Extreme heat waves this summer have brought record-breaking temperatures to Seattle, Portland and other areas in the Pacific Northwest; earlier in the year, three sequential winter storms in Texas resulted in widespread power outages that crippled the state. These and other examples of severe weather over the past few years continue to underscore the importance of energy options for homeowners that are affordable, sustainable and reliable.

But while technology like solar panels, geothermal heat pumps and evaporative coolers can be sound investments depending on the region and climate, these energy-saving upgrades can be costly.

Lenders and other mortgage professionals can help with mortgage solutions that allow homebuyers to incorporate energy-efficient features into the homes they’re buying, or homeowners refinance to make improvements on their current homes, reducing overall utility consumption and cost.

Above-Average Temperatures Forecast Nationwide

Similar to last year, The Weather Channel forecasts that this will continue to be an unusually hot summer across the lower 48 states. Arriving on the heels of The Western North America heat wave this past June and July was another intense bout of exceptionally high temperatures in southeast California, southern Nevada, northwest Arizona and the Great Basin. These phenomena comprise a measurable trend. According to data from the EPA, the frequency of heat waves in the U.S. has increased from an average of two per year in the 1960s to six per year in the 2010s; the season for heat waves is also 47 days longer now than it was in the 1960s.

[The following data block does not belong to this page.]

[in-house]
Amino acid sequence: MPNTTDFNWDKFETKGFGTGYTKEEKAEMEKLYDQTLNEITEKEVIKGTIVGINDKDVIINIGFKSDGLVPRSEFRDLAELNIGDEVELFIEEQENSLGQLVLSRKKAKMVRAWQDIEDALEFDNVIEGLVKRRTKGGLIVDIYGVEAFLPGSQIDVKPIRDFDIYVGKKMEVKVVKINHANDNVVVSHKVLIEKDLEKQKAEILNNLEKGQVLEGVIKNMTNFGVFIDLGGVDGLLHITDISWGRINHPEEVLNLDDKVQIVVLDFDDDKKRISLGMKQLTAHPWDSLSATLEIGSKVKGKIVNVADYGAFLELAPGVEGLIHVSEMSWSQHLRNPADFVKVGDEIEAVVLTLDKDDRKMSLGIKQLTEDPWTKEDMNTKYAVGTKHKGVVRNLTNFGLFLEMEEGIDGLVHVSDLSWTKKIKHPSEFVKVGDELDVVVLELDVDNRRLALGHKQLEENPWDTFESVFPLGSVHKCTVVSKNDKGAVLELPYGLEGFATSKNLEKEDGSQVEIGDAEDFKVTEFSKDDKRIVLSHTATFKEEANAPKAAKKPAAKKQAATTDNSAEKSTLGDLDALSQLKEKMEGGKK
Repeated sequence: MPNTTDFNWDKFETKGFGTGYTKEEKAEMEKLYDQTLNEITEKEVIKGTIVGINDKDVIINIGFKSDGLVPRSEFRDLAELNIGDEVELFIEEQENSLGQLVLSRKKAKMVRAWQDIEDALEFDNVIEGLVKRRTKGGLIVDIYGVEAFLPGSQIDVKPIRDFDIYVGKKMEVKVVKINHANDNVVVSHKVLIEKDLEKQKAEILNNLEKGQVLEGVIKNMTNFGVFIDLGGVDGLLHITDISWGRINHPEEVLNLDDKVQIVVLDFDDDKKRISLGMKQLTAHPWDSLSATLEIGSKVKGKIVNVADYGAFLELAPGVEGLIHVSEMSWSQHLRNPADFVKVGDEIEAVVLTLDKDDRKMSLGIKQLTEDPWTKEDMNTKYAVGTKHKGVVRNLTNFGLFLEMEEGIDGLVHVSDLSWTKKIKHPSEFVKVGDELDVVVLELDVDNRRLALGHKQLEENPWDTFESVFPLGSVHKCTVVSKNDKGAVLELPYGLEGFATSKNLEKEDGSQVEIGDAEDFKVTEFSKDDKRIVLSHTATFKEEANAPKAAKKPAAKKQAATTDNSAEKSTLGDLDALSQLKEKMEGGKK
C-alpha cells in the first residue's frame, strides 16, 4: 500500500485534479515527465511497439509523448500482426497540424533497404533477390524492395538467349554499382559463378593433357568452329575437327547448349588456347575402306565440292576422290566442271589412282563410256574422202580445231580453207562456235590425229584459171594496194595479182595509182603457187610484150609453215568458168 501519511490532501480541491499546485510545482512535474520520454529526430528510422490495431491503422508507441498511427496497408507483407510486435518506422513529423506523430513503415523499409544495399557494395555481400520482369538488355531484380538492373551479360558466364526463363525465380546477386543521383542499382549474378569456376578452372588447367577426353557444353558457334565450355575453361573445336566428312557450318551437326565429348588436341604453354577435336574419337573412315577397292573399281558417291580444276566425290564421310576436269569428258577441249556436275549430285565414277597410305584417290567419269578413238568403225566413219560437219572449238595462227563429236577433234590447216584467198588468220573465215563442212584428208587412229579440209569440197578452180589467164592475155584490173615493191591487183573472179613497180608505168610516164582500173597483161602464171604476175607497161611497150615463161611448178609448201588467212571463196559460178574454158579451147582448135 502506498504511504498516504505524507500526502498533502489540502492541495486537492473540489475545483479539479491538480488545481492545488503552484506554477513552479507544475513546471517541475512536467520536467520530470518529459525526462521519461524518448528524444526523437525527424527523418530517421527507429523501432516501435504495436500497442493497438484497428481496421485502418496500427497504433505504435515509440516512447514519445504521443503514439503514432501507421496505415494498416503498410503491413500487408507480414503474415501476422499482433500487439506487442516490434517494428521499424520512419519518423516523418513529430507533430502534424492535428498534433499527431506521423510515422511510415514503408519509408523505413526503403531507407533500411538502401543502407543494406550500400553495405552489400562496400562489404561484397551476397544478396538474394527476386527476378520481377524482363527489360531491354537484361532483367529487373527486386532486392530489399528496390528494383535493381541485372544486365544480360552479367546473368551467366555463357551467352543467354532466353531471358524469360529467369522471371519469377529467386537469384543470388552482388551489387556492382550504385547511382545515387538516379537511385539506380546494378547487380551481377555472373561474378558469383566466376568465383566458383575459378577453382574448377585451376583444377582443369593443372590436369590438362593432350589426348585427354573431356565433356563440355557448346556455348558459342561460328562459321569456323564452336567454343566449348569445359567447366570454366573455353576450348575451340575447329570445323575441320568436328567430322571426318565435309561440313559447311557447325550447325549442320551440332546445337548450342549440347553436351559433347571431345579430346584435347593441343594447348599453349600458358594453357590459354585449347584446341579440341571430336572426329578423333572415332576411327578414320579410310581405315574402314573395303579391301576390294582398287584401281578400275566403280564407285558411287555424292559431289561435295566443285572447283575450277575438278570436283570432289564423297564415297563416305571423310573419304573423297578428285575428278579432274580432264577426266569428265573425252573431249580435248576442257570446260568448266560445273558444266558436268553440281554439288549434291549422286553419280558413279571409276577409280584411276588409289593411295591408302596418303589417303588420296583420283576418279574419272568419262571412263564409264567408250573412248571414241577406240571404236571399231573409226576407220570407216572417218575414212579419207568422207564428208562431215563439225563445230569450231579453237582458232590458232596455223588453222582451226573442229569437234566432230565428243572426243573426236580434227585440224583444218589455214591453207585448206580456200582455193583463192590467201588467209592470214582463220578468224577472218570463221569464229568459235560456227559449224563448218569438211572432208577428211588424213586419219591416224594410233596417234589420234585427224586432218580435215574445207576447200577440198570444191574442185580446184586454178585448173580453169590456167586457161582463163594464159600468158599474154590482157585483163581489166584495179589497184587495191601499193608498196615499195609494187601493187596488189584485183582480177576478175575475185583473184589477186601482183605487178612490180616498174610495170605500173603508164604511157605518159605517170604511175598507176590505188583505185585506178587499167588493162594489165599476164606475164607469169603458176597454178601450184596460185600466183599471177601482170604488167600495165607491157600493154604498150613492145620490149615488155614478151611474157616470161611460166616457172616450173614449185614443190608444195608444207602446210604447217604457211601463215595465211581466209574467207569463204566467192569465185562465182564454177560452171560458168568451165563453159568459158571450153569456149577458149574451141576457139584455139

Residents Seeking Smart, Economical Ways to Save on Energy Use

This ongoing pattern of extreme weather events is prompting more homeowners to consider efficient, reliable home heating and cooling systems. These can range from installing new windows and insulating an attic to swapping out inefficient HVAC units for newer, more technologically advanced models with smart thermostats, indoor air quality controls and variable speed compressors. However, it’s often difficult for borrowers to understand and reconcile the upfront costs of energy-efficient upgrades with the long-term savings from lower maintenance costs and utility bills. 

Lenders can encourage consumers to obtain an energy audit to assess current energy consumption and identify energy efficiency improvements that they can conduct to make their home more efficient. 

Lenders can also help borrowers by educating them on the benefits of these improvements. A recent study indicates that homes that demonstrate greater energy efficiency as validated via an energy audit can command higher sales prices—on average approximately 3% higher than homes that are not rated for efficiency through an audit. 

Lenders can also provide tools to help finance relevant upgrades and installations through energy efficiency or “green” mortgages. Such loans can:

  • Finance energy- and water-efficiency improvements in an existing home. 
  • Pay off higher-interest debt incurred from previously installed energy- and/or water-efficiency improvements.
  • Help with the purchase of a home and finance future improvements.
  • Combine energy-efficiency home improvements with Freddie Mac’s low down payment mortgage products to purchase and settle on a house before improvements are complete.

As extreme weather patterns continue to impact people and their homes, lenders can leverage energy-efficiency mortgages to increase loan originations and help families use resources more efficiently and build greater equity by improving their homes.